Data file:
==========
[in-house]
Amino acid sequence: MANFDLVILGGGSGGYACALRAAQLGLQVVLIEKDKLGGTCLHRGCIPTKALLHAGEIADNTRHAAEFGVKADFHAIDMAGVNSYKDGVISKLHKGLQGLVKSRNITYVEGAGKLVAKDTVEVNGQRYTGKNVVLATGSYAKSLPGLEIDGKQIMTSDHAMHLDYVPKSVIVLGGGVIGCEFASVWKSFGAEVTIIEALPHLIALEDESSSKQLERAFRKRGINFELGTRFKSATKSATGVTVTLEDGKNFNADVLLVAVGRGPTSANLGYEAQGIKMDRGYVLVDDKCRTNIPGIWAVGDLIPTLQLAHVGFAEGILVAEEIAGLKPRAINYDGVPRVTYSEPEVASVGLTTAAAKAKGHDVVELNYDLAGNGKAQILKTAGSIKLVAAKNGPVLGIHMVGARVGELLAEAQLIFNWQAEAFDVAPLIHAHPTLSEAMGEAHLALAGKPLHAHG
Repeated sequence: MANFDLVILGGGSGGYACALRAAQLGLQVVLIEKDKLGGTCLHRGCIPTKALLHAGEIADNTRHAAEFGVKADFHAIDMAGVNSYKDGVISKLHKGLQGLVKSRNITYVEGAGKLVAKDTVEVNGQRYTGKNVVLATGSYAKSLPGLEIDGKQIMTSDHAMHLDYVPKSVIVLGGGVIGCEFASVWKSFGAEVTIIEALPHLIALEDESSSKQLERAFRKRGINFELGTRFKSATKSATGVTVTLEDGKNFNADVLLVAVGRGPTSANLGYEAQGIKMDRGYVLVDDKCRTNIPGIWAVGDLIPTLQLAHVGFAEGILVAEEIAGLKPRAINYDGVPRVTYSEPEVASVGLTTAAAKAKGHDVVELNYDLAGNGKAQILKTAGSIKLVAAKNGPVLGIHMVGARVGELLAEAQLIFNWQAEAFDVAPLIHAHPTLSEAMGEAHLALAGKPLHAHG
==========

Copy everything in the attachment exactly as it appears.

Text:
[in-house]
Amino acid sequence: MANFDLVILGGGSGGYACALRAAQLGLQVVLIEKDKLGGTCLHRGCIPTKALLHAGEIADNTRHAAEFGVKADFHAIDMAGVNSYKDGVISKLHKGLQGLVKSRNITYVEGAGKLVAKDTVEVNGQRYTGKNVVLATGSYAKSLPGLEIDGKQIMTSDHAMHLDYVPKSVIVLGGGVIGCEFASVWKSFGAEVTIIEALPHLIALEDESSSKQLERAFRKRGINFELGTRFKSATKSATGVTVTLEDGKNFNADVLLVAVGRGPTSANLGYEAQGIKMDRGYVLVDDKCRTNIPGIWAVGDLIPTLQLAHVGFAEGILVAEEIAGLKPRAINYDGVPRVTYSEPEVASVGLTTAAAKAKGHDVVELNYDLAGNGKAQILKTAGSIKLVAAKNGPVLGIHMVGARVGELLAEAQLIFNWQAEAFDVAPLIHAHPTLSEAMGEAHLALAGKPLHAHG
Repeated sequence: MANFDLVILGGGSGGYACALRAAQLGLQVVLIEKDKLGGTCLHRGCIPTKALLHAGEIADNTRHAAEFGVKADFHAIDMAGVNSYKDGVISKLHKGLQGLVKSRNITYVEGAGKLVAKDTVEVNGQRYTGKNVVLATGSYAKSLPGLEIDGKQIMTSDHAMHLDYVPKSVIVLGGGVIGCEFASVWKSFGAEVTIIEALPHLIALEDESSSKQLERAFRKRGINFELGTRFKSATKSATGVTVTLEDGKNFNADVLLVAVGRGPTSANLGYEAQGIKMDRGYVLVDDKCRTNIPGIWAVGDLIPTLQLAHVGFAEGILVAEEIAGLKPRAINYDGVPRVTYSEPEVASVGLTTAAAKAKGHDVVELNYDLAGNGKAQILKTAGSIKLVAAKNGPVLGIHMVGARVGELLAEAQLIFNWQAEAFDVAPLIHAHPTLSEAMGEAHLALAGKPLHAHG